‘Too good to be true’: New Zealand’s $100k LoL tournament leaves players in the dark

by  Matt Brown & Alex Leckie-Zaharic

A tournament touted to put “esports on New Zealand’s map” has left competitors pockets empty to the tune of more than NZ$28,000 and left fans scratching their heads as organisers fail to front up.

Insiders working on the New Zealand Champions 2020, a League of Legends event organised by NZEsports which boasted an advertised NZ$100,000 prize pool, stopped just short of calling the competition a scam.

But with $28,400 owed to more than 360 players following the conclusion of the first round in December, industry bosses are saying the contest seemed “too good to be true.”

Tournament head admin Katherine “Sebbie” Qin told Snowball Esports she wasn’t sure whether the “Riot-approved” competition would go ahead. She also added the organisers going dark didn’t make sense, at least in her eyes.

“I can’t 100 per cent say NZEsports is a scam and no one will get anything, but I’m also disappointed by the lack of contact,” Sebbie said.

She said she hadn’t had any contact from organisers since early March. 

The last time she spoke to any of the behind-the-scenes organisers was when one of her initial contacts advised her he was no longer working on the project.

Social media accounts until today hadn’t been updated since December and competitors received only two emails since January. The first asked for payment details, and the second informed them the tournament has been delayed.

If the tournament hadn’t been delayed the top 24 teams who had fought their way through the first stage would be preparing for their final matches of Stage 2 on Sunday. 

The eight teams who emerged victorious in the six-team round robin format (placing first or second in one of the four groups) would advance to the online quarterfinals. Semifinalists were set to be flown to Auckland to play out the finals series in a purpose-built studio. 

Dire Wolves star Ryan “Chippys” Short is one such player who would have been taking to the Rift this weekend. He has already played in the first round of the tournament as part of his team “Flipper Boys”.

He told Snowball he was happy with how it was being run, but added he was a “little worried” about the small amount of interaction from organisers.

“We are a little worried about lack of communication, but [we’re] mainly just wondering if we can play or not,” Short said. He added the team was worried the pandemic put the live finals at risk.

Short’s team were the clear favourites for the $20,000 top prize. The squad included more OPL talent, including Dire Wolves mid laner Ari “Shok“ Greene-Young, and Legacy’s newly-crowned championship bot laner Quin “Raes” Korebrits.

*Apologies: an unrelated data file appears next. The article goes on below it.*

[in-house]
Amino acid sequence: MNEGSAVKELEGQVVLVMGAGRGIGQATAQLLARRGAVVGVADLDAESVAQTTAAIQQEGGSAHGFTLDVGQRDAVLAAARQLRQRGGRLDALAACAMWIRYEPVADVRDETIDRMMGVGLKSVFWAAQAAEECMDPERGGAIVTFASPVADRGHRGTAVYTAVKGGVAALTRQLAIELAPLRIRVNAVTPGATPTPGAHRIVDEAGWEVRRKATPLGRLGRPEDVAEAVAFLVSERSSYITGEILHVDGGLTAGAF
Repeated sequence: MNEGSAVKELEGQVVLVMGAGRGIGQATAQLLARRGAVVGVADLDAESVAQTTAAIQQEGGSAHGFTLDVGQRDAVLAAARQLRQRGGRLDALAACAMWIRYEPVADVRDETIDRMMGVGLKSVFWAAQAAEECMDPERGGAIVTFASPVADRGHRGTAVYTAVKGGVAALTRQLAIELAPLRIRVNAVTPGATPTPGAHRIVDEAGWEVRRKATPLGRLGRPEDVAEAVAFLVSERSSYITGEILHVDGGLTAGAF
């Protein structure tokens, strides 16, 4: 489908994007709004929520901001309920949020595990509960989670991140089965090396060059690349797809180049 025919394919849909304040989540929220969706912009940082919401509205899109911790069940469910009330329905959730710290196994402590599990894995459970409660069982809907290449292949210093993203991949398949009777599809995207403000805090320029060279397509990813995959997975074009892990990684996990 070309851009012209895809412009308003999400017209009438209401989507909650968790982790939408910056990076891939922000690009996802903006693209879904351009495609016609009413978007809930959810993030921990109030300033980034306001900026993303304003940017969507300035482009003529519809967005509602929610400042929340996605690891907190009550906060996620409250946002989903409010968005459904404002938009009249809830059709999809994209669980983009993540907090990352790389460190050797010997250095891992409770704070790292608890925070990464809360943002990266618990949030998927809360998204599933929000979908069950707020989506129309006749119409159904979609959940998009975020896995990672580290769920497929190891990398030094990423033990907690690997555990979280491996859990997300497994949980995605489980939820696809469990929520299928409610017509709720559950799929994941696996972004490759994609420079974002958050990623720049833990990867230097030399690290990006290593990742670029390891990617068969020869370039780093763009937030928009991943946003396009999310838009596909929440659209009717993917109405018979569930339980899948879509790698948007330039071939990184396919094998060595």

He backed the tournament bosses’ decision to delay the tournament, and while he thought a three-month gap before the first and second rounds wasn’t normal, he said having the final rounds together was a good move.

“It’s better to do the rest of the event in one go when they’re able to, instead of some now, some later,” Chippys said.

“I think [New Zealand Champions 2020] is really good for the scene.

“[I’m] pretty sure top 100 teams all get prize money and there is bonus money for students with really good grades, so it gives young players a taste of competing and also motivates them to do well at school.”

While Chippys was optimistic about what the tournament could do for the NZ LoL scene, New Zealand Esports Federation spokesperson Duane Mutu admitted the whole event seemed “too good to be true.”

“You’re getting paid just to turn up; that never happens,” Duane said. “We’re here to help people, we could have helped. But we weren’t approached.”

In late March, Sporting New Zealand recognised ESF as a national sporting organisation. 

Duane said while ESF was aware of the tournament, they had no engagement with organisers. He said unsanctioned events could have an accountability problem.

“In terms of growing the industry, it’s not what we want,” he continued. “They’ve let people down.”

The tournament was welcomed as an opportunity for the region and soon attracted nearly 200 teams from around New Zealand.

Now, more than 360 players from 72 teams are waiting for their share of the $400 their team earned for placing between 24th and 96th in the first round of the tournament.

Tournament rules said prize money would be distributed once bank details, which organisers asked for in February, were provided.

Sebbie revealed organisers had built a studio for live and streamed games. She said she took her concerns about the lack of communication to League of Legends publisher, Riot Games, but was told to talk to the organisers.

An experienced Melbourne-based tournament admin hailing from New Zealand, Sebbie said her mostly Kiwi team did a good job of making sure the contest was smooth and rules were followed and understood. 

“I had no involvement in any accounts, comms with Riot or anything else beyond the actual tournament itself,” she explained.

She said she was “extremely disappointed” the tournament had been left in limbo.

“I’m pretty sure this was the biggest single online tournament ever run in OCE, maybe outside of OOL [Oceanic Open Ladder],” she said. “I hope for the sake of everyone involved that everything gets sorted soon. I don’t want to believe in the worst.”


NZ Esports issued a statement on their Facebook page hours before publication. This marked their first post since early December. The statement announced the tournament had been indefinitely suspended due to COVID-19, and confirmed they were seeking to “continue play.”

NZ Esports and Riot Games have been approached for comment. As of the publication of this Snowball Esports investigation, neither have responded.

ProducerJosh Swift

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